A big trend during the building of a new home these days is creating a home theater. The possibilities are virtually limitless when it comes to the technologies and accessories available to create a home theater.
Home theater is difficult to define because in actuality it's really just a vague term for how you approach home entertainment. Generally speaking, a home theater system is a combination of electronic components designed to recreate the experience of watching a movie in a theater. The image and the sound, together with the right equipment, can create the ultimate home theater experience.
If you're looking to design a home theater system, you have a lot of decisions to make. First youʼll need to decide what room you want to install your home theater and how far you want to go. Turning a family room or flexible space into a media/TV room is a lot different than creating a fully functional home theater.
Once youʼve decided the level of home entertainment you want from your new home, then you can begin to select the necessary components to create your own personal home theater. What you choose for your home theater system will depend on how much money you are willing to allot to this space and how important certain areas of performance are to you. So whether you are planning on spending $500 or $50,000 you should spend time understanding what each component does, so you can choose the right equipment to satisfy your audio and visual needs.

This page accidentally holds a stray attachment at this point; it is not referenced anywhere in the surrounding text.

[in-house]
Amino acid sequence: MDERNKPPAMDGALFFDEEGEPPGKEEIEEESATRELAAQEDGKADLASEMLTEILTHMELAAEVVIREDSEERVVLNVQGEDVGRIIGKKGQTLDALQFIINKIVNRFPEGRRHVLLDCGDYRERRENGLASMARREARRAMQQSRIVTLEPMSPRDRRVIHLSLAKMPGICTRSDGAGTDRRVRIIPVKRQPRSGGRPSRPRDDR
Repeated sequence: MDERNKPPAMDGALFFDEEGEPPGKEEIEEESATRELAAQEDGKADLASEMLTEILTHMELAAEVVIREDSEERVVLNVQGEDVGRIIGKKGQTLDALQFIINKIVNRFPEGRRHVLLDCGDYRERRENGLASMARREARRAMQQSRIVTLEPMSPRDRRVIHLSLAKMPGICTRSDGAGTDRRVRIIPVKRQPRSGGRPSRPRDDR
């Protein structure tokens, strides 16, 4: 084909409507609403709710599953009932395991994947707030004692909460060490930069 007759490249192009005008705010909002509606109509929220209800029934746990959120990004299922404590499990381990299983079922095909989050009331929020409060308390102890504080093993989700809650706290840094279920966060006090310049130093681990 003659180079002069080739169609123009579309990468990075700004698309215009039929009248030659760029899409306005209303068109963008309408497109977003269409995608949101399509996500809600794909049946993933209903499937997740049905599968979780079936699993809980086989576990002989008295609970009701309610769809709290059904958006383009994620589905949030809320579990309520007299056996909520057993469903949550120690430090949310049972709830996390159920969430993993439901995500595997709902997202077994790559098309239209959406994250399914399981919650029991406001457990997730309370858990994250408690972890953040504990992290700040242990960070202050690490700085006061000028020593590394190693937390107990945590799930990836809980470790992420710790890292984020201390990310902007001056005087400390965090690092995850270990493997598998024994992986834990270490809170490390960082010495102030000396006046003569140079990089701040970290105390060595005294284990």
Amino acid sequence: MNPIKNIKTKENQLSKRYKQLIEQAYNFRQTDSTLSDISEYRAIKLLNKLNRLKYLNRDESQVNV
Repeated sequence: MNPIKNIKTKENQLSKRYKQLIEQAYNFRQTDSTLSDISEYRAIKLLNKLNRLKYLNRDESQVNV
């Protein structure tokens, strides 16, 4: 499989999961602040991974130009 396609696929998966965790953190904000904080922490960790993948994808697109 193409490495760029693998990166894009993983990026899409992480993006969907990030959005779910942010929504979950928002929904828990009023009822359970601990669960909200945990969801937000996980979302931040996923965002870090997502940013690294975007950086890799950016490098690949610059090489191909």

Basic Home Theater Components
The basic necessities to create your home theater are a 27-inch or larger television, movie playing device (DVD is recommended), speakers, a surround sound capable stereo receiver, all the cables and connectors and a high-quality surge protector. Since you are building anew home, it is a good idea to spend a little extra money for better quality equipment. Remember, you get what you pay for.
See our article about individual components.
Tips for setting up the system
The important thing to remember when you start with your home theater is that you want it to feel as close to a real movie cinema experience as possible. Put the system front and center at eye level, rather than off to the side. Sound travels better from the speakers if they are mounted on a wall or set on stands, not on top of bookshelves or cabinets. The three front speakers should be aligned with the television screen and the two in the rear should be one on each side of the listener just a little above ear level.
If you must stack the equipment, leave a minimum of 8 inches between them and the wall to allow for ventilation and easy installation. The receivers will create the most heat so put them on top of the stack or better yet, on their own shelf.
Power cords can cause interference and decreased signal quality for cables and wires. Don't bundle your wires and cables or place them close to the power cords. A notable tip, test your speakers before you trim the speaker wire to avoid cutting them to short and finding that you don't like the sound and have to move them.